The narrative moves next to Don Pedro Fages, Governor of Alta California, he is awaiting arrival of a boat from the American ship out in the bay. The boat is to carry him, and his aide, a servant girl, Jacinta, to the vessel for a meeting with the captain. The ship is in need of repair before it can return to the east coast of the continent. While the Captain asks permission of the Governor to beach his ship and get the repairs done; the governor knows the rule of the sea demands that a ship needing repair must be allowed to make those repairs before moving on.

The governor determines that a dinner party with Captain McHugh the American ship captain along with some of his officers, the new commander from the Presidio and Eulalia’s widowed friend Sylvia de Anda is in order.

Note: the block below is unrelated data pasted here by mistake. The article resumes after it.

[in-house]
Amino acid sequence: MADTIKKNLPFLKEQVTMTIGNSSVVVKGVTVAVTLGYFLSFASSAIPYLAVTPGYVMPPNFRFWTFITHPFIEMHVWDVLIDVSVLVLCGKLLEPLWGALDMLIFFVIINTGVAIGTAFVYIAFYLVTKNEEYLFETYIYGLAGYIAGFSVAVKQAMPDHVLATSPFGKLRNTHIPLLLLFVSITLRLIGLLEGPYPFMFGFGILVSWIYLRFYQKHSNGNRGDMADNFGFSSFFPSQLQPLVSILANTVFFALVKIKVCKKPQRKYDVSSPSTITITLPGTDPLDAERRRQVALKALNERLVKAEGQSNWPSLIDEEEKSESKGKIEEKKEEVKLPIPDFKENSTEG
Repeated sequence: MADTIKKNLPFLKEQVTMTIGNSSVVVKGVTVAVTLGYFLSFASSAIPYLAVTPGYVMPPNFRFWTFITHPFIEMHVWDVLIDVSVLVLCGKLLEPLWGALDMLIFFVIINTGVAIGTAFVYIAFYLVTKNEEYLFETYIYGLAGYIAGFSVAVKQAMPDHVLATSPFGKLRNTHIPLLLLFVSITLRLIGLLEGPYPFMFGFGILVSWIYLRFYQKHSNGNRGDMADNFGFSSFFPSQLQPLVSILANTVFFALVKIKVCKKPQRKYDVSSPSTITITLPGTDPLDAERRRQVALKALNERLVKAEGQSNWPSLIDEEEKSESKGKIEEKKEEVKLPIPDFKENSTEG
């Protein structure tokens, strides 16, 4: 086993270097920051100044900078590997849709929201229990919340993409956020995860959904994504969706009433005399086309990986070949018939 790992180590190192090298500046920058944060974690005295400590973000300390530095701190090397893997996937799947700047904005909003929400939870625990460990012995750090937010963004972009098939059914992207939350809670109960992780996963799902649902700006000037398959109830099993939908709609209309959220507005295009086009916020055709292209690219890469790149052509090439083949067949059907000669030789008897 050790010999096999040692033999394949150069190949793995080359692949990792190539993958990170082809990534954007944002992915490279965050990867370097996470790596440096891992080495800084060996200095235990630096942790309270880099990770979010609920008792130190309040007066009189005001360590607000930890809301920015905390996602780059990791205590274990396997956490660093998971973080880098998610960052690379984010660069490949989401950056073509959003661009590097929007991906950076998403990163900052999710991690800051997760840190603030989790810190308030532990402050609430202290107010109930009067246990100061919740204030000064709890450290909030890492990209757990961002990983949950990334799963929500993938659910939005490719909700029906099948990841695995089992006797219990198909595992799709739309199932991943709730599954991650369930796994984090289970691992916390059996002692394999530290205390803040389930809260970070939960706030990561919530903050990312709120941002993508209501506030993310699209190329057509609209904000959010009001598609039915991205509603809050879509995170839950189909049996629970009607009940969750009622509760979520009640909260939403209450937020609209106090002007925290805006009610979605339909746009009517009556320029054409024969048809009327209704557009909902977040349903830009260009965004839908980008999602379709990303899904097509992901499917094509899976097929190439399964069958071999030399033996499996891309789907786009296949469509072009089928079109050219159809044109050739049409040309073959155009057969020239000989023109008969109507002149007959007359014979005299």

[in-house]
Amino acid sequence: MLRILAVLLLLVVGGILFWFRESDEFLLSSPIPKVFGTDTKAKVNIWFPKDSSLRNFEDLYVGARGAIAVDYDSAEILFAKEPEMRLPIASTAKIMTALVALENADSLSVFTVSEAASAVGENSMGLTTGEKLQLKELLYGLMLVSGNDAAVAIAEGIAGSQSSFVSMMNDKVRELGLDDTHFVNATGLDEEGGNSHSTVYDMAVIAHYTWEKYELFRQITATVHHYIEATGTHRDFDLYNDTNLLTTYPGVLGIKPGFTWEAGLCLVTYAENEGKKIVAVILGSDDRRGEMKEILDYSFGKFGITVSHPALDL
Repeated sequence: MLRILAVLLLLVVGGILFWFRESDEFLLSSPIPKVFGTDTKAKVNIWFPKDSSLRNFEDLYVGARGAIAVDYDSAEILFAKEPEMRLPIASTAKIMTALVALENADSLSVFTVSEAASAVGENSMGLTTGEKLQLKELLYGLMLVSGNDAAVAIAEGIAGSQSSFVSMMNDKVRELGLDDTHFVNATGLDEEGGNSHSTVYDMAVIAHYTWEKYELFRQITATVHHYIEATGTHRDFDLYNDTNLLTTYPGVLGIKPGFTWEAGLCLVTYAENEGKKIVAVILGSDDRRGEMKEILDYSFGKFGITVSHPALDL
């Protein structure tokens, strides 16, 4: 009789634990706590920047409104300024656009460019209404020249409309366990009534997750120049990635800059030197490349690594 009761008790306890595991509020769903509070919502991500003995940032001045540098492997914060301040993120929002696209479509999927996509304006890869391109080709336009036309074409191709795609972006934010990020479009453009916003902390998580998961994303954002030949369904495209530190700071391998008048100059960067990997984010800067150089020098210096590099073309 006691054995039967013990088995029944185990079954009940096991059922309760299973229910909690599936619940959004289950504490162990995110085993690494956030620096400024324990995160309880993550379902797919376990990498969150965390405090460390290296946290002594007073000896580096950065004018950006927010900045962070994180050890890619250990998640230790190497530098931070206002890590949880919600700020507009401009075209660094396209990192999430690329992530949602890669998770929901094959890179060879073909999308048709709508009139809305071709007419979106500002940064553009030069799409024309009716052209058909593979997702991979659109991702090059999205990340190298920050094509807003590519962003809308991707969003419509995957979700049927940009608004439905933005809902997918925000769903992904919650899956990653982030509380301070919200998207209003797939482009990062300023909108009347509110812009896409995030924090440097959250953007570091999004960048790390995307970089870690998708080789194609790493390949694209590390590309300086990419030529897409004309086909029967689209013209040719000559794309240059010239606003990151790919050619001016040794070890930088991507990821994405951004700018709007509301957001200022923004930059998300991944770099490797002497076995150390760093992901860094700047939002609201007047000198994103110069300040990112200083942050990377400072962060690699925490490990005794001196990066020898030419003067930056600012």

The dinner was pleasant, Sylvia and the new commander appeared to strike up friendship and the tale meandered on with the American ship moving to gently ground itself to effect the needed repairs, and a series of firm restrictions regarding behaviour were issued to the Americans.

From that beginning the reader is carried along on a fast moving narrative filled with perfidy, deceit, a husband’s philandering and a wife’s angry scorn and loud, angry demand for a divorce, Don Fages’ desperation as he realizes his career is now in jeopardy, a servant who is little more than a slave, a murder, theft of money from the crown and the imprisonment of Eulalia Fages at the mission San Carlos Borromeo de Carmelo. It is a somewhat breathless rush from one sticky wicket to the next.

The good Franciscans have been convinced by the Governor that his wife is overwrought, telling tales to everyone, wants a divorce, and he is not guilty of any wrong doing.

Father Ibarra quietly moves through the various strata of society, listens well and soon has most of the mystery unravelled.